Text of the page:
Expect occupants by 2017: developer

Photo by Ron Leir Renovation of the old geriatric hospital should begin to extend from the outside to the interior, now that the developer has approvals for installing 245 apartments.
Photo by Ron Leir
Renovation of the old geriatric hospital should begin to extend from the outside to the interior, now that the developer has approvals for installing 245


It’s all systems go for converting the old Essex County Isolation Hospital multi-building complex and, more recently, Garden State Cancer Center, into an upscale residential building.

The Belleville Planning Board voted July 9 to grant site plan approval, allowing the new owner, Belleville Equities LLC, of Long Island City, N.Y., to refurbish the brick exterior and create 245 rental apartments plus some commercial space for tenants.

Ekaterina Valiotis, director of property management in New Jersey for Belleville Equities, said the company was projecting “16 to 24 months” for development with occupancy sometime in 2017. The company specializes in re-adapting former industrial and/or commercial properties into residential developments.

“You can’t find structures like that anymore,” Valiotis said, referring to the classic brick look of the Belleville building. “You can’t build something like that today. We tend to be attracted to properties like the old Greystone Park (Psychiatric Hospital in Morris Plains) that is, unfortunately, being demolished. These are beautiful structures that can live on, if properly restored.”

Asked if the company was concerned about possible disruption of the project, given the still pending litigation between the township and a would-be developer over the expansive lawn that provides frontage for the former hospital building along Belleville Ave., Valiotis said: “That’s none of our business. We see it as open space. The more green the better.”

Next step, Valiotis said, will be completion of construction drawings and application for building permits. Selection of a general contractor has not yet been announced; Belleville Equities will provide on-site management, she said.

Much of the old hospital building has undergone interior demolition, following damage previously done by vandals who reportedly tore out all of the old copper fittings during the lengthy period the building was vacant.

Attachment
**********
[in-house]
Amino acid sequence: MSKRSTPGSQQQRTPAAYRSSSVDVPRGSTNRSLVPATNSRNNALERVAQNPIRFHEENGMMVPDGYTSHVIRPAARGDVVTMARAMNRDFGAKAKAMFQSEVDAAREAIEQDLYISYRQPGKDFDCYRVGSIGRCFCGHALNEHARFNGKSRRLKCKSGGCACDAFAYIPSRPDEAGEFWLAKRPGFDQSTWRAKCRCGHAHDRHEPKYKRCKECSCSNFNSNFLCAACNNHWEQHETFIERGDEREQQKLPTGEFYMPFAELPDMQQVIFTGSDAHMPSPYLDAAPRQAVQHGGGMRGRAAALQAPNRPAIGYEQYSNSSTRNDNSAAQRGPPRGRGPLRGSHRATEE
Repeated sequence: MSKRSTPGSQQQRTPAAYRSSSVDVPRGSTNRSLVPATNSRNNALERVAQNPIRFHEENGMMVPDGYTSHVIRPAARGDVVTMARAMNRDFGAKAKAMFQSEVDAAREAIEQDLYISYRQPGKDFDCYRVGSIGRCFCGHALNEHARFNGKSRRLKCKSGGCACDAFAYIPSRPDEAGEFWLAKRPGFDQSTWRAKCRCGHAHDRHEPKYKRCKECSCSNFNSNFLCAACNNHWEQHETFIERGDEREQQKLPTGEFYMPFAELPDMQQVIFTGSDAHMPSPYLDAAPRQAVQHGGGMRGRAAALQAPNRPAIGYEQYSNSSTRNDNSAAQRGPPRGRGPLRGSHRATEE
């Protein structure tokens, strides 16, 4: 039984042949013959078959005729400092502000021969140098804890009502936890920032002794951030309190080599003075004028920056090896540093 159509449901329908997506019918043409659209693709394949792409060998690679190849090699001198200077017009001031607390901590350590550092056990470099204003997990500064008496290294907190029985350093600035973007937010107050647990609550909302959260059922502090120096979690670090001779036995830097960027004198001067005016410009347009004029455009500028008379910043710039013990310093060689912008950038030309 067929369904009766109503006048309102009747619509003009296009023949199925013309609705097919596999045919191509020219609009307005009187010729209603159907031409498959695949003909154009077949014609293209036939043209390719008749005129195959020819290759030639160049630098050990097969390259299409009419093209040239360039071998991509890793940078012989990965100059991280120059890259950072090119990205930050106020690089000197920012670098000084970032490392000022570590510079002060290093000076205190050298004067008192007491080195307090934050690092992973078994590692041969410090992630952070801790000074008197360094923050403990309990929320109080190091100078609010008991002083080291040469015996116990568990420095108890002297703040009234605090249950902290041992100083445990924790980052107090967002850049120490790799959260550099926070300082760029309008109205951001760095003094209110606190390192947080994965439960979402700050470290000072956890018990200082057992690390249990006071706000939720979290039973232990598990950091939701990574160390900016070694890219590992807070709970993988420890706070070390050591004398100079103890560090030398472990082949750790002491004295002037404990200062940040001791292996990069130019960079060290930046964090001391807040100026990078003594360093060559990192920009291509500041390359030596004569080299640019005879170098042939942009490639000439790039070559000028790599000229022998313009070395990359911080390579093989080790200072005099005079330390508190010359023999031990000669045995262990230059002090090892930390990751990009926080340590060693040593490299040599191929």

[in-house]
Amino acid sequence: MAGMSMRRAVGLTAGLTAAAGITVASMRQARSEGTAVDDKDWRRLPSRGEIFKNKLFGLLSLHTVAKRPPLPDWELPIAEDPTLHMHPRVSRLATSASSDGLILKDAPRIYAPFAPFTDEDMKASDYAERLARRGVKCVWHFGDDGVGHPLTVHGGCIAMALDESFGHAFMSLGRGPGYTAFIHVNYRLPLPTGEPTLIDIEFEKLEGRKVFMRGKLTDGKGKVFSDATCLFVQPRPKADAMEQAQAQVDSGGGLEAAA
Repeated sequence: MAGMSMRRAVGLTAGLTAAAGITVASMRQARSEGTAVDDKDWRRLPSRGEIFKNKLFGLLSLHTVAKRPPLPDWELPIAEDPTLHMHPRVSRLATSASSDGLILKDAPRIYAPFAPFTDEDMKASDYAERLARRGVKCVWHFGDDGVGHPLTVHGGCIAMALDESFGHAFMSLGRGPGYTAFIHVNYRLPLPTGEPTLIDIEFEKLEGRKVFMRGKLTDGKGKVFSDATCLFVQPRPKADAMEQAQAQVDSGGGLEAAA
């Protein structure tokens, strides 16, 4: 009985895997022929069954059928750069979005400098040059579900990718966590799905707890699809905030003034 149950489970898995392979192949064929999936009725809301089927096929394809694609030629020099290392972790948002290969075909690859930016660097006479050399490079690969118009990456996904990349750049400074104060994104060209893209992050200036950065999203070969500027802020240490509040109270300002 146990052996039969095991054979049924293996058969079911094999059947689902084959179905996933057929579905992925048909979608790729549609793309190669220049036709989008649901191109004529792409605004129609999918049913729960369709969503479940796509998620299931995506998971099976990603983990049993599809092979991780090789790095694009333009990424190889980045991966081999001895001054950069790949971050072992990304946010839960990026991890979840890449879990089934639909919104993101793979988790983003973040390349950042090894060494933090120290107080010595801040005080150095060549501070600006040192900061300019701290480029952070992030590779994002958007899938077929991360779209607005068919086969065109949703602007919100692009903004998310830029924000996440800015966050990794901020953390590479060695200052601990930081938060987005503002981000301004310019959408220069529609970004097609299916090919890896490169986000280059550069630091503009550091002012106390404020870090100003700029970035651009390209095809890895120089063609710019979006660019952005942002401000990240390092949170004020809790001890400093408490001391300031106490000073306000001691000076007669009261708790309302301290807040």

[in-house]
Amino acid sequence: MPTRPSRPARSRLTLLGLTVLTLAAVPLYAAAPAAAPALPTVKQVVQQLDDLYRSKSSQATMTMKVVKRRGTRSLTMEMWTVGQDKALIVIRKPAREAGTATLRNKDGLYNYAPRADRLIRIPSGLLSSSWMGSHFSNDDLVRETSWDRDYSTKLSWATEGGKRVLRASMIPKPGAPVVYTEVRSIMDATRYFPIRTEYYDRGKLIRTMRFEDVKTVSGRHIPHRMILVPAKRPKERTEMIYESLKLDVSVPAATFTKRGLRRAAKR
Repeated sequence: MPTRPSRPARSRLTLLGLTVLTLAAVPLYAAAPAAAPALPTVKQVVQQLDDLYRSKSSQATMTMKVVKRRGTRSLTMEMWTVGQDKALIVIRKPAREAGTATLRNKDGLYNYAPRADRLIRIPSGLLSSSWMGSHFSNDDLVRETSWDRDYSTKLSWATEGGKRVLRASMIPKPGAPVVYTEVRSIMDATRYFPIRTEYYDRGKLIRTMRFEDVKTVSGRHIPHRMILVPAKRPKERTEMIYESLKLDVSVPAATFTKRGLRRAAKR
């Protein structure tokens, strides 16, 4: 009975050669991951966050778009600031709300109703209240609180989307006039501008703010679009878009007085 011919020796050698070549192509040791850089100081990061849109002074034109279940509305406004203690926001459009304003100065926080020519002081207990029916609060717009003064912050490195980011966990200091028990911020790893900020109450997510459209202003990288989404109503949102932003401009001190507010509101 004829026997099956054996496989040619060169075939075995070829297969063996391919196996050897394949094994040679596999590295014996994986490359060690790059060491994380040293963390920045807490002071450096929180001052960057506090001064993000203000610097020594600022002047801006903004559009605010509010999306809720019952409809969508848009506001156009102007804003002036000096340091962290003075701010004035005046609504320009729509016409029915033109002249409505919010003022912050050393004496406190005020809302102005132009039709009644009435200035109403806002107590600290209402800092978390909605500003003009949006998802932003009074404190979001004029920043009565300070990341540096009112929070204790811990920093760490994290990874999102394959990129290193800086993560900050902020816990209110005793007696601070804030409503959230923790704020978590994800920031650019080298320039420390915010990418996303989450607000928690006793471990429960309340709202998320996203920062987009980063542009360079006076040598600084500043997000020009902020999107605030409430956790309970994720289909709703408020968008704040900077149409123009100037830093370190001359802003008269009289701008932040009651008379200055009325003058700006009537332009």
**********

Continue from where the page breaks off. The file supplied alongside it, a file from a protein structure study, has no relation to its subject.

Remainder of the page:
Essex County, which foreclosed on the 9.1-acre property after the cancer research facility went bust, auctioned the massive building and Belleville Equities, also known as Alma Realty, of Astoria, N.Y., was the successful bidder with a price of about $3.7 million in December 2012.

The new owner was not required to go before the Zoning Board of Adjustment for a land use variance because multi-family residential is a permitted use under the redevelopment area plan for the site as adopted by the Belleville Township Council.

Of the new apartments, 183 will be one-bedroom units, 42 will be two-bedroom units and 20 will be studios.

Schematics submitted to the Planning Board showed that the apartments would be spread over eight floors, including a two- to five-story addition to an existing two-story structure in the middle of the complex, and that there would be a central courtyard.

The ground floor would contain three commercial spaces – a 2,700 square foot laundromat, 2,800 square foot convenience store and 1,600 square foot fitness center – all reserved for use by tenants only.

There will be surface parking for a total of 345 vehicles – above the 247 required – including eight spaces reserved for disabled motorists. Also in the works: a storm water management facility, lighting and landscaping improvements.

The Planning Board attached a list of conditions to its site plan approval. To that end, Belleville Equities must:

• Revise plans “to elimi nate potential conflict where three driveways intersect” at the northeast corner of the property.

• Provide the township  with the right to access the property. •

Negotiate a redevelopment agreement with the township prior to getting a certificate of occupancy.

• Avoid outdoor storage of  trash/recyclables.

• Preserve certain archi tectural features “unless [it] can prove it is cost-prohibitive. These elements include: main entrance inlaid stone floor, hallway skylight that connects main entrance building and tower building and coffered ceiling in main entrance building, stone floor and three skylights.”

• Allow only residents  and visitors access to retail spaces.

• Place no apartments in  the basement, “except for four residential units located under the main foyer portion of the building.”

• Provide a crosswalk  connecting the site to the sidewalk on the west side of Carpenter St.

• Move four of the Green spire Linden trees along the Oval to within five feet of the curb and provide a Skyrocket Juniper.

• Submit future landscaping plans for the “gardens” to the township planning consultant for approval.

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